The Many Fulfilling “Pros” Of Pro-Bono Projects

Whether angry over a cheap dress that didn’t wash well or regretting the late-night street meat that they ate, most people have heard or used the idiom, “You get what you pay for.” However, this doesn’t have to ring true for nonprofits looking for quality marketing strategy and creative with small or non-existent budgets.

Employees at Martino Flynn and most advertising agencies look forward to the rewarding challenges of working on pro bono projects. It’s no secret that those of us who chose a career in advertising are typically passionate by nature. So, it shouldn’t come as a surprise that we are incredibly energetic about our community and the causes near and dear to us. Whether it’s increasing attendance at a breast cancer gala or helping with creative for a large capital campaign, we are sure to give it our all. Here are a few reasons why, for us, pro-bono projects are worth more than just giving away free work to check off a box.

Giving back: In an industry known for long hours, many of us have little time outside of work and our families to volunteer in the community. Taking on pro-bono projects in the office allows us to use our skills to benefit important causes without taking hours away from our already time-strapped lives. Sometimes, we even happily skip into the office on a Saturday or Sunday to work on pro-bono projects that we couldn’t fit into the workweek.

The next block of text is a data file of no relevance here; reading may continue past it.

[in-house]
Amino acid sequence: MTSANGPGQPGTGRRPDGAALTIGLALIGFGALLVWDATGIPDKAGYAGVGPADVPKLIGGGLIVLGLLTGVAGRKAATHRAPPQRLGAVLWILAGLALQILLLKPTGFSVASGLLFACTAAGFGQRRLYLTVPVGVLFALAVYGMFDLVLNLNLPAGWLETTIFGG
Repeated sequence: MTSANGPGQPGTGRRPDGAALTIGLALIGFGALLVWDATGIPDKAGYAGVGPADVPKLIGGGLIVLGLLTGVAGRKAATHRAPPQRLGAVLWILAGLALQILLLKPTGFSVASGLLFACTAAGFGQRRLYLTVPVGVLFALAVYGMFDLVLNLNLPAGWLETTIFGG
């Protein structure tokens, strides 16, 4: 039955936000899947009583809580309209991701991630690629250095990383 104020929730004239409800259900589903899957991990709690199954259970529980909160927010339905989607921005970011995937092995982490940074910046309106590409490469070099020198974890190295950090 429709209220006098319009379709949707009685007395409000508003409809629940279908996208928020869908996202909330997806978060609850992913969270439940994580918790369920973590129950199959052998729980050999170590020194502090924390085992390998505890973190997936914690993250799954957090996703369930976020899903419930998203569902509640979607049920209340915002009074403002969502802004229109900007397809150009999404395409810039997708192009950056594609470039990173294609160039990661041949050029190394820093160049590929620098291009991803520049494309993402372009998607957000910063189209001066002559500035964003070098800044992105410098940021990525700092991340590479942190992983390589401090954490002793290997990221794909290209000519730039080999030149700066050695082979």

Challenging goals: Although pro-bono creative projects tend to grab the heart strings and win awards, they also often have big goals to achieve. From increasing cancer screenings to decreasing high school dropout rates, our nonprofit partners need more than just good-looking creative; they need great creative that’s also effective.

Challenging budgets: Nonprofit project budgets are usually incredibly small or non-existent, leading to the need for creative workarounds such as donated media, gorilla marketing tactics, and out-of-the-box PR. These brainstorming sessions challenge us to think creatively, leading to new budget-saving ideas for our for-profit clients.

For these and other more personal reasons, Martino Flynn employees give our pro-bono clients way “more than what they pay for.” And we always get way more back than we put in.

Marketing is food, not medicine

Destroying the myth: cutting marketing budgets during financial crisis is a “smart move”

“When things turn around, I’ll make marketing a priority again”.

Eliminating the brand enhancement and lead generation that marketing provides will likely only make it more difficult or even prevent things from “turning around.” When facing financial hard ships, you should run to marketing investments, not away from them. Data suggests that marketing budget cuts may be the most costly of all, and among the hardest to overcome.